Alaska Fisheries Sonar

Anchor River

Anchor River Chinook rear in freshwater for one year before they smolt and spend one to four years in the ocean. In most years, the greatest number of returning Chinook are three-year ocean fish.  The Sustainable Escapement Goal for Anchor River Chinook salmon is 3,800 to 10,000 spawning fish.

The Anchor River coho run arrives late in the fishing season. At the end of July, when almost all Chinook have passed, the department coordinates with the U.S. Fish and Wildlife Service to continue weir operations monitoring the subsequent coho run.

The Fish

The Anchor River supports the largest freshwater sport fishery in the Lower Cook Inlet management area. Steelhead, Dolly Varden and five species of salmon spawn in the river, and sport anglers target primarily Chinook, coho, steelhead and Doll Varden.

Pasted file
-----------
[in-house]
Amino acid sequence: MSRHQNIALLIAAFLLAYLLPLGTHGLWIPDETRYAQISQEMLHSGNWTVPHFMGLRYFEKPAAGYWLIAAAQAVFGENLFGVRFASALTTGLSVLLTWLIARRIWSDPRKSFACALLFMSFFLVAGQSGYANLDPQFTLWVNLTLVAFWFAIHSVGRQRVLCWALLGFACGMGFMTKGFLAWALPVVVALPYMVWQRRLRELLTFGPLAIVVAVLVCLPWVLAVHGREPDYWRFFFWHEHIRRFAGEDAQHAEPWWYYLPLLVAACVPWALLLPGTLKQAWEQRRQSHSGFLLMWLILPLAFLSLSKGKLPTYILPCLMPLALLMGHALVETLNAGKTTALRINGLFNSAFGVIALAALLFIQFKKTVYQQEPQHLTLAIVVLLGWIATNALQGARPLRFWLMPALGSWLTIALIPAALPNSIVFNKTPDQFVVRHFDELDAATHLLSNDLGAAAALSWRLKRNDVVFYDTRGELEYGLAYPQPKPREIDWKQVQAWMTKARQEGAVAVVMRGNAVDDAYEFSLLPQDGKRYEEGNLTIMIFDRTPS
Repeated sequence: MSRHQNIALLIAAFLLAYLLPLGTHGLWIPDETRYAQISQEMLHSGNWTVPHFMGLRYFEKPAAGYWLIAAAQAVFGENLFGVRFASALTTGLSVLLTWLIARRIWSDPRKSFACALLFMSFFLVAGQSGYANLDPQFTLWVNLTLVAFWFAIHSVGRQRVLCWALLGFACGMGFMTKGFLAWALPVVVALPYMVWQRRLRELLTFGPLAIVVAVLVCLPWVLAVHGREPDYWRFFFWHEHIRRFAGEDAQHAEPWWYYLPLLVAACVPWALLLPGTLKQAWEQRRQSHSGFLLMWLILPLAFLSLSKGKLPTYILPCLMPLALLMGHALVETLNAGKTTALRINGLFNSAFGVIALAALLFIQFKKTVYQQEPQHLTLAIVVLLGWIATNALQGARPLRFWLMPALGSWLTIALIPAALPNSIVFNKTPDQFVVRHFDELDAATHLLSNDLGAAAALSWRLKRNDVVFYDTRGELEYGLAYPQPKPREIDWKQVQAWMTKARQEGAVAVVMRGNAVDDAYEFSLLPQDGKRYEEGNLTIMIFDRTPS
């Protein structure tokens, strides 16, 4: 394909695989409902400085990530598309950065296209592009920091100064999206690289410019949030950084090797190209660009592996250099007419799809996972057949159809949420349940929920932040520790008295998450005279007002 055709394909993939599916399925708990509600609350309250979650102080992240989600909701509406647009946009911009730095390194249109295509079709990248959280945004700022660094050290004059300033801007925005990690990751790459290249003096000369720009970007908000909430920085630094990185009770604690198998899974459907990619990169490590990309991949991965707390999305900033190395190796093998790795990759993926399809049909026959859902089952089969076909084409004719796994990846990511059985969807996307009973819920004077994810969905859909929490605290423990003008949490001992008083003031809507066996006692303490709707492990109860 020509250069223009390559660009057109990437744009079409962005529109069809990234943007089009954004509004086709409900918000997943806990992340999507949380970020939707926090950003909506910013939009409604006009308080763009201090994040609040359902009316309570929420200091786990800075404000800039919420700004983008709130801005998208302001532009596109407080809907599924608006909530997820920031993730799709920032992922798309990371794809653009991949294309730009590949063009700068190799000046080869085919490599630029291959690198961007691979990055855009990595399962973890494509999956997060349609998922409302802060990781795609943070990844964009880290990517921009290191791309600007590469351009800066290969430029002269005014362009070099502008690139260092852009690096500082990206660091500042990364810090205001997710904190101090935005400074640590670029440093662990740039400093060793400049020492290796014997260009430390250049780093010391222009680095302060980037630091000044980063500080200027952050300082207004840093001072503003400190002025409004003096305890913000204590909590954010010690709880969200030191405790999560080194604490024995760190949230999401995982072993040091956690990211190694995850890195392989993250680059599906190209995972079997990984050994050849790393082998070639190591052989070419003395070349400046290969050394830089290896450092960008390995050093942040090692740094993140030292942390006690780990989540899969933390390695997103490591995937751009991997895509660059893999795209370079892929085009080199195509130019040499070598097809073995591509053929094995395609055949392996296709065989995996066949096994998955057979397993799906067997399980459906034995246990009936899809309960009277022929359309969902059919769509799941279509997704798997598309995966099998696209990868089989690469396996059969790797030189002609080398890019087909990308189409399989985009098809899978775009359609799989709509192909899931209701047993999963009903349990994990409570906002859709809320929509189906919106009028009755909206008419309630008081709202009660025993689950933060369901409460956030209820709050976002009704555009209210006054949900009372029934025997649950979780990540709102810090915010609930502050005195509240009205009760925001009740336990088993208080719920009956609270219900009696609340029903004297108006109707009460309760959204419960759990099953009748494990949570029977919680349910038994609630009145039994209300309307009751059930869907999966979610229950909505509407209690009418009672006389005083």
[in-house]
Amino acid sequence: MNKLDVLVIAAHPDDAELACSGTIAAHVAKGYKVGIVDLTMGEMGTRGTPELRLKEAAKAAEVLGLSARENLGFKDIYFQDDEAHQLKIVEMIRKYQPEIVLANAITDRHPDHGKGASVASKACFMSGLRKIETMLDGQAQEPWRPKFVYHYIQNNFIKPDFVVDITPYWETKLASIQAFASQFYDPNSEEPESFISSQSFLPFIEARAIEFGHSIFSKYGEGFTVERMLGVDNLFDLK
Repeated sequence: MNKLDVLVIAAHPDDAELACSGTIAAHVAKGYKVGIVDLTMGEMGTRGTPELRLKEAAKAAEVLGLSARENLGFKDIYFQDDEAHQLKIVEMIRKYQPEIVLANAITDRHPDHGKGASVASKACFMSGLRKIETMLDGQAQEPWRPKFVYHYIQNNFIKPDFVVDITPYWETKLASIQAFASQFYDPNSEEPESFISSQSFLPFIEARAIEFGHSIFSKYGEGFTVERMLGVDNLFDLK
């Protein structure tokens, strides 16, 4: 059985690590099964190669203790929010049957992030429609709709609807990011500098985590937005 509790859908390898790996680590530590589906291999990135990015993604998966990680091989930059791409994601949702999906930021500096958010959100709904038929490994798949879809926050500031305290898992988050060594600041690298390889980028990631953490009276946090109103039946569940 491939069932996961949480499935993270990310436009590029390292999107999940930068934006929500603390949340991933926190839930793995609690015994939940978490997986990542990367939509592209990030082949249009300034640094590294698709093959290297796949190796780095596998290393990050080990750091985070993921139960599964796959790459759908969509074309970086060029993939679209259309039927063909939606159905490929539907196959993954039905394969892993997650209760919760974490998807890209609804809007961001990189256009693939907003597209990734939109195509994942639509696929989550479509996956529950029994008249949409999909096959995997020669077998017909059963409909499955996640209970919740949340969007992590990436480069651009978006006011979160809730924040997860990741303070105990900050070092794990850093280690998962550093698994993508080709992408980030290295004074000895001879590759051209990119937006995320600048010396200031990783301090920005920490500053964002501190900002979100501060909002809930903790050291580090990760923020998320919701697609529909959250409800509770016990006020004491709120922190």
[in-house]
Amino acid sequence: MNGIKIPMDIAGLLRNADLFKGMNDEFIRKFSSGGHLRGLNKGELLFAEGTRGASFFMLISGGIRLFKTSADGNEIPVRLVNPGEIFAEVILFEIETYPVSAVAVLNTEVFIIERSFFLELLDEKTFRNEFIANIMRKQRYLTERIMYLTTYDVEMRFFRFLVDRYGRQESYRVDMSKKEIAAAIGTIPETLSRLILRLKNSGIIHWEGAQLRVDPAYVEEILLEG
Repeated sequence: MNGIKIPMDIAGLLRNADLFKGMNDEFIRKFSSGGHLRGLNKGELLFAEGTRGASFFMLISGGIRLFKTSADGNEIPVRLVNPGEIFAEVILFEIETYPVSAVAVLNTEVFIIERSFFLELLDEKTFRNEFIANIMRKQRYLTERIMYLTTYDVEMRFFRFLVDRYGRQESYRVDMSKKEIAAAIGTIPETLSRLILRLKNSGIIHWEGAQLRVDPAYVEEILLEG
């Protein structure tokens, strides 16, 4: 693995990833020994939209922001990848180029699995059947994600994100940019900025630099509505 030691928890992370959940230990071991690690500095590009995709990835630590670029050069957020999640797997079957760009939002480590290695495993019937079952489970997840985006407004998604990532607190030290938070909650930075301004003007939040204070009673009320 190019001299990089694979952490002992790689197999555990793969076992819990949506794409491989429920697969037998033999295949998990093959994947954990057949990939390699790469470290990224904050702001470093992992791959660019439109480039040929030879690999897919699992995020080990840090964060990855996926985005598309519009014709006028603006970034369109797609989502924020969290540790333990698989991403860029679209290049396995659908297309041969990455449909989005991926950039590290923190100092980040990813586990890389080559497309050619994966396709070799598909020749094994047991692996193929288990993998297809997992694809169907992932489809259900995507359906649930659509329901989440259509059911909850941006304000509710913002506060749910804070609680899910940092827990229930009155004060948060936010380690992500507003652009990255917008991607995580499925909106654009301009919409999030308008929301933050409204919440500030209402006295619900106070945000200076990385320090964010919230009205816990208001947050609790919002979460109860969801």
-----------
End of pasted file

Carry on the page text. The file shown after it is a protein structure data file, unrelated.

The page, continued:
The Chinook run begins in May, peaks in June and continues into late July. The sonar operates early in the Chinook run when the water is too high to use a weir (see The Site and River). In the Anchor River, the sonar can tell us how many fish are swimming by, but not how many of those fish are Chinook. Fortunately, other salmon do not arrive until after water levels have dropped and we have replaced the sonar with a weir.

When sonar is operating all upstream and downstream migrating fish are counted as Chinook. During this period Steelhead are also present, but in much smaller numbers than Chinook.  Also, steelhead migrate downstream rather than upstream in the spring. Consequently, the impact of steelhead on Chinook salmon counts is very minor, resulting in a slightly more conservative estimate of Chinook escapement (see Site Sonar Technology).